ALBANY -- The City Council on Tuesday voted unanimously to settle the long-standing dispute over allowing dogs in Memorial Park. At least for the time being.
The council voted 5-0 to ban dogs from the baseball field -- the area known as Section A -- and allow them during set hours in the area known as Section B, which is separated by a fence installed after the park was renovated a couple of years ago.
The council will revisit the issue after next summer. With the grass fields currently closed for the winter so the grass can regenerate, the trial period will effectively be six months. A limit of two dogs per person was also approved.
A list of "good neighbor" rules will be posted. Councilman Robert Lieber proposed mirroring the rules at Point Isabel Regional Shoreline in Richmond and the council approved his motion.
"This is not a simple issue but I think we can find resolution and I think people can work together," Lieber said after an hour of public comment that included dog owners asking for access and neighbors complaining about the noise and deterioration caused by dogs at the park.
The debate, of course, also touched on indelicate matters.
"Poo -- it isn't much but there's enough," Lieber said. "The big problem isn't the poo, it's the urine of the dogs that you can't mitigate, you can't pick up and it destroys the grass. When I voted to put in this fence, one of my main motivators was that now we can have an area that is pristine for the kids."
Dogs will be allowed in the park daily from 11 a.m. to 8 p.m. There was discussion about having variable hours but it was decided that such a plan would just lead to confusion.
In addition to the two dog per person limit, other rules include:
Several people who spoke before the council seemed satisfied with the decision.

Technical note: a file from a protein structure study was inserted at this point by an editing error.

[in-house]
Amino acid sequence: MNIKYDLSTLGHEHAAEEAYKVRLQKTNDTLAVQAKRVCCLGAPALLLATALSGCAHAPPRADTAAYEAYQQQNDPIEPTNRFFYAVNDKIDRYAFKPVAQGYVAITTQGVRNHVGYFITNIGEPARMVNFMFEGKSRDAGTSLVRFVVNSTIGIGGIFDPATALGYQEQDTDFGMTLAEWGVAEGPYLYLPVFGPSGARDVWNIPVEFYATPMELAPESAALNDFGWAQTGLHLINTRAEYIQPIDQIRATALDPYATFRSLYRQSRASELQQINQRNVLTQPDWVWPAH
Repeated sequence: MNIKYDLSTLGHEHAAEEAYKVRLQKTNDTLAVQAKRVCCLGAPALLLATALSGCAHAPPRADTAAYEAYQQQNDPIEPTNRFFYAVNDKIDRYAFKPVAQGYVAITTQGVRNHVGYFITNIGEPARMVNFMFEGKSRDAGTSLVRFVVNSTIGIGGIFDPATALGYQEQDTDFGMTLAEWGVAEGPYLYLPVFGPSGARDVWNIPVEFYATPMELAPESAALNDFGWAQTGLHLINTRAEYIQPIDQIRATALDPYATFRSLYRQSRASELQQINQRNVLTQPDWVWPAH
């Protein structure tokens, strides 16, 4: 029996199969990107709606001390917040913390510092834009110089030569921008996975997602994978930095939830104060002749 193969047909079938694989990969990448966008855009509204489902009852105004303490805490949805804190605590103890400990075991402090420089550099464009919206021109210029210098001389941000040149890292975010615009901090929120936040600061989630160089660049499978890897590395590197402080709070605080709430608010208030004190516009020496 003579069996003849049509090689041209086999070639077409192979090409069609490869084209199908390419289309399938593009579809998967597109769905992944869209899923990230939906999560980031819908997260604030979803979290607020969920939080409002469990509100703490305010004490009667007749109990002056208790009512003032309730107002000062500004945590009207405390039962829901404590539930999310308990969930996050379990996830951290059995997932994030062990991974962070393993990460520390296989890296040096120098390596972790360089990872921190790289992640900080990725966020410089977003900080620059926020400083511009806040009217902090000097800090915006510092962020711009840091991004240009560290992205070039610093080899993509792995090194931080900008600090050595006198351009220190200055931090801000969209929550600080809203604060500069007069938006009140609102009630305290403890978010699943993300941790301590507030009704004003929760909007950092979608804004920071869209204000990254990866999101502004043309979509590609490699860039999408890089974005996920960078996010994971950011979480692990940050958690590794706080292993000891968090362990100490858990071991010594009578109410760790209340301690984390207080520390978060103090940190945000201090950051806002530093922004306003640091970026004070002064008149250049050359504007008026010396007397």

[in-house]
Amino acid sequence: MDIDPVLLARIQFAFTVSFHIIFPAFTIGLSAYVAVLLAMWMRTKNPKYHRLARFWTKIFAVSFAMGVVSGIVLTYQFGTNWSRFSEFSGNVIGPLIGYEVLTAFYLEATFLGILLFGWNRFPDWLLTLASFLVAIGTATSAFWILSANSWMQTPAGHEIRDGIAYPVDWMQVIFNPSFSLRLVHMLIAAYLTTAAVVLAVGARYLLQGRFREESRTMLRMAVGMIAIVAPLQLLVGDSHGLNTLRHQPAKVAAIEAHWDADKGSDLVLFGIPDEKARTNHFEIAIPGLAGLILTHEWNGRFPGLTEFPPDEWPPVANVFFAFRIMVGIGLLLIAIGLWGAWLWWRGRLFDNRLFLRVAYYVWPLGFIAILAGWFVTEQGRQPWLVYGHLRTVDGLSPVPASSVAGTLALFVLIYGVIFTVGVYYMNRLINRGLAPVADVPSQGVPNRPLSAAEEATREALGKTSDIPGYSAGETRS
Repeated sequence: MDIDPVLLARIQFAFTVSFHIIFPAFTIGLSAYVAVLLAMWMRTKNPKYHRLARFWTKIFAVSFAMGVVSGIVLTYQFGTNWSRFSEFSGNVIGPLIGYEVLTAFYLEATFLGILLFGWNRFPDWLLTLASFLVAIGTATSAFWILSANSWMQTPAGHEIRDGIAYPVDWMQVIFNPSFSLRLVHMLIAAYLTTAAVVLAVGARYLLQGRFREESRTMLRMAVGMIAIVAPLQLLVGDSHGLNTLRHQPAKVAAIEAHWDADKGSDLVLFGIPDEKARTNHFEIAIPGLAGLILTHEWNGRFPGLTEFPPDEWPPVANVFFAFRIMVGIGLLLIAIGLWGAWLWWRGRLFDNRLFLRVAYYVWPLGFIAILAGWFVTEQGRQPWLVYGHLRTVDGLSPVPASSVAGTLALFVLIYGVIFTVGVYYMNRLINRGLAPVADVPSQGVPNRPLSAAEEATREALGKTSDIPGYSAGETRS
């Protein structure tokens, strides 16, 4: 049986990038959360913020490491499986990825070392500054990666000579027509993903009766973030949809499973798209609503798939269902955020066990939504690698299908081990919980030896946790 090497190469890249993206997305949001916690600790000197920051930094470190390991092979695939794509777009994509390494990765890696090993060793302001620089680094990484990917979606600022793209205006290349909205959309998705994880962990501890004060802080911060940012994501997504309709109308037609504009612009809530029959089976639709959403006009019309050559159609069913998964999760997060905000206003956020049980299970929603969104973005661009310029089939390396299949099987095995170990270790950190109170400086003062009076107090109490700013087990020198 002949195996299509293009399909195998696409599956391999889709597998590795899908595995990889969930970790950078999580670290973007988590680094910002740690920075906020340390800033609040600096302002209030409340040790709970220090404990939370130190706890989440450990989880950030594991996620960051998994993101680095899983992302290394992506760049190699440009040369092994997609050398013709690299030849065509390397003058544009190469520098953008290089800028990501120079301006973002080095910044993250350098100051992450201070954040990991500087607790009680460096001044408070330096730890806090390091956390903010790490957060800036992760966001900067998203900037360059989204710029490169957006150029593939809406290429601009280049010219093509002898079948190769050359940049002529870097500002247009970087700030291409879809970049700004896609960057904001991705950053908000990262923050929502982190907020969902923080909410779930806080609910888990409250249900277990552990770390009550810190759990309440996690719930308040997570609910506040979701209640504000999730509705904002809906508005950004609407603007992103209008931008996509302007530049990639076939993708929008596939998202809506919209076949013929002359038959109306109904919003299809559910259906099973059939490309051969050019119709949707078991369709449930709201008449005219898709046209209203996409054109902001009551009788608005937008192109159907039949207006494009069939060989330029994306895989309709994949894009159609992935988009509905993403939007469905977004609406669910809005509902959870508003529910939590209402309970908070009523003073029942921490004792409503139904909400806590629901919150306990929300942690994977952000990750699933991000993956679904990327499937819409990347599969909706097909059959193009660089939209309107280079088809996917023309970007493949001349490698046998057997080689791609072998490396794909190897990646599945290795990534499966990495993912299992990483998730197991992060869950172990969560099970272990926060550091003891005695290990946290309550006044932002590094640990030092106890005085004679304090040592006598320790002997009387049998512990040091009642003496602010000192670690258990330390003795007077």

"I am happy with the compromise," said Lesli Zephyr, a dog owner who was part of a citizen's working group that met several times to try to reach a consensus. "I think it's a win-win for both the neighbors and the people who take their dogs to Memorial Park. I felt middle ground was achieved in this situation and we will not go off the fiscal cliff."
Jeff Shipley of the Albany High School baseball boosters and the Albany Little League works to keep the baseball field in top condition and said he was happy as well.
"It was important to us (to keep dogs off the playing field)," Shipley said. "If we could somehow talk dogs into staying off the infield, we were OK with them in the outfield. There's just no way for it to happen. Having them off the (baseball field) is important."
But neighbor Stephen Vernon was not happy.
"There's little hope that that kind of use by that many dogs in such a small area. The decision today will not mitigate the destruction," he said. "It's interesting to me that they say that Section A will be free of dogs so that people can use it and they turn around and say Section B is going to be a small area with dozens of dogs in it and it can still be multiuse."